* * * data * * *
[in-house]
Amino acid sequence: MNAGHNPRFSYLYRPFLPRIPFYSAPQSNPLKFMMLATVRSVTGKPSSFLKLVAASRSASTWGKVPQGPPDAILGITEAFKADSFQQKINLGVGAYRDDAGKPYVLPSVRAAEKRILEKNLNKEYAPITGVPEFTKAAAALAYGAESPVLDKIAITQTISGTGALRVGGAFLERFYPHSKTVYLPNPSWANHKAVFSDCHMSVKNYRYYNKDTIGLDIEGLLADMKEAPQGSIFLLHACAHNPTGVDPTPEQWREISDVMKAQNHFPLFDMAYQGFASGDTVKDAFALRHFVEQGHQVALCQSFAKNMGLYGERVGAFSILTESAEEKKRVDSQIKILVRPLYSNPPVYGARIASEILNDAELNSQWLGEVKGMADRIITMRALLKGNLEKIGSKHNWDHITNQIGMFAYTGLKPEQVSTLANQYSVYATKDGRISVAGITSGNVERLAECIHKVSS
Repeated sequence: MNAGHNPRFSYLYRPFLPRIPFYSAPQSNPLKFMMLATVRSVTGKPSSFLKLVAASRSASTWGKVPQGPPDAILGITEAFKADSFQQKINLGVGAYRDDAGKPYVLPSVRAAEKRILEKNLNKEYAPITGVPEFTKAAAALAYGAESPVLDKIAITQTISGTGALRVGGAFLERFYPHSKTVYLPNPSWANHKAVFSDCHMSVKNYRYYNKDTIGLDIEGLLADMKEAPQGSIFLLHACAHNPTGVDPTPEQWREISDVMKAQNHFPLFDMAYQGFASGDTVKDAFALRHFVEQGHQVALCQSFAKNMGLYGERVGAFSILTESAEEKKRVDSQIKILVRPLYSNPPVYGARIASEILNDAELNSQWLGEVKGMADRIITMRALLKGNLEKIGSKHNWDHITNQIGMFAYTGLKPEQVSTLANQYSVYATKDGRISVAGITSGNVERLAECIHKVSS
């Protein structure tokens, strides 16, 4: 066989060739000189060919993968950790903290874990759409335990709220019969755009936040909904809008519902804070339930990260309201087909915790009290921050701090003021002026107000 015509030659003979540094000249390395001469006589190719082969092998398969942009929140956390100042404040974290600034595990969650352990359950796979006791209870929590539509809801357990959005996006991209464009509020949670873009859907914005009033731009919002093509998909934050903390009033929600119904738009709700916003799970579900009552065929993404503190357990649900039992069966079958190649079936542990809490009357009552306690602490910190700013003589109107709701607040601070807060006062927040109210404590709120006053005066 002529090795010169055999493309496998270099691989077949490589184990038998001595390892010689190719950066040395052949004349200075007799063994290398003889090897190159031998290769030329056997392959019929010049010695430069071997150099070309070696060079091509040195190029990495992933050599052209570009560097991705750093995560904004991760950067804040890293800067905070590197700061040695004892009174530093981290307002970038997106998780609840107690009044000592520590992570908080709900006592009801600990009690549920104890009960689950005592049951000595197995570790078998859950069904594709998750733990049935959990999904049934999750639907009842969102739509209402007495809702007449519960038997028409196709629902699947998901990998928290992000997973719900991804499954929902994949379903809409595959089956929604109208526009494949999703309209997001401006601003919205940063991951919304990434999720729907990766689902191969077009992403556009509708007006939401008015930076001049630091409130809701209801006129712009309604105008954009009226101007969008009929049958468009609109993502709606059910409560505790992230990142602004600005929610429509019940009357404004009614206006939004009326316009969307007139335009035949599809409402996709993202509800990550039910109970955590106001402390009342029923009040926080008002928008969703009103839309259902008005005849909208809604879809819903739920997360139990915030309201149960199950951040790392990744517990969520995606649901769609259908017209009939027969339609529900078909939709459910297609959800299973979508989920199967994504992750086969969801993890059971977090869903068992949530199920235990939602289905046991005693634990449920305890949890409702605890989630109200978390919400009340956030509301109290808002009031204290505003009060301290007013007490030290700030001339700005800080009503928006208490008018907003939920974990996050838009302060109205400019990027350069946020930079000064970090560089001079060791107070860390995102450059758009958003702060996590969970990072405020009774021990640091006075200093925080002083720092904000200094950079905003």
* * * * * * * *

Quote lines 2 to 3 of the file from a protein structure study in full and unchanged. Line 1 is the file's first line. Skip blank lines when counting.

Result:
Amino acid sequence: MNAGHNPRFSYLYRPFLPRIPFYSAPQSNPLKFMMLATVRSVTGKPSSFLKLVAASRSASTWGKVPQGPPDAILGITEAFKADSFQQKINLGVGAYRDDAGKPYVLPSVRAAEKRILEKNLNKEYAPITGVPEFTKAAAALAYGAESPVLDKIAITQTISGTGALRVGGAFLERFYPHSKTVYLPNPSWANHKAVFSDCHMSVKNYRYYNKDTIGLDIEGLLADMKEAPQGSIFLLHACAHNPTGVDPTPEQWREISDVMKAQNHFPLFDMAYQGFASGDTVKDAFALRHFVEQGHQVALCQSFAKNMGLYGERVGAFSILTESAEEKKRVDSQIKILVRPLYSNPPVYGARIASEILNDAELNSQWLGEVKGMADRIITMRALLKGNLEKIGSKHNWDHITNQIGMFAYTGLKPEQVSTLANQYSVYATKDGRISVAGITSGNVERLAECIHKVSS
Repeated sequence: MNAGHNPRFSYLYRPFLPRIPFYSAPQSNPLKFMMLATVRSVTGKPSSFLKLVAASRSASTWGKVPQGPPDAILGITEAFKADSFQQKINLGVGAYRDDAGKPYVLPSVRAAEKRILEKNLNKEYAPITGVPEFTKAAAALAYGAESPVLDKIAITQTISGTGALRVGGAFLERFYPHSKTVYLPNPSWANHKAVFSDCHMSVKNYRYYNKDTIGLDIEGLLADMKEAPQGSIFLLHACAHNPTGVDPTPEQWREISDVMKAQNHFPLFDMAYQGFASGDTVKDAFALRHFVEQGHQVALCQSFAKNMGLYGERVGAFSILTESAEEKKRVDSQIKILVRPLYSNPPVYGARIASEILNDAELNSQWLGEVKGMADRIITMRALLKGNLEKIGSKHNWDHITNQIGMFAYTGLKPEQVSTLANQYSVYATKDGRISVAGITSGNVERLAECIHKVSS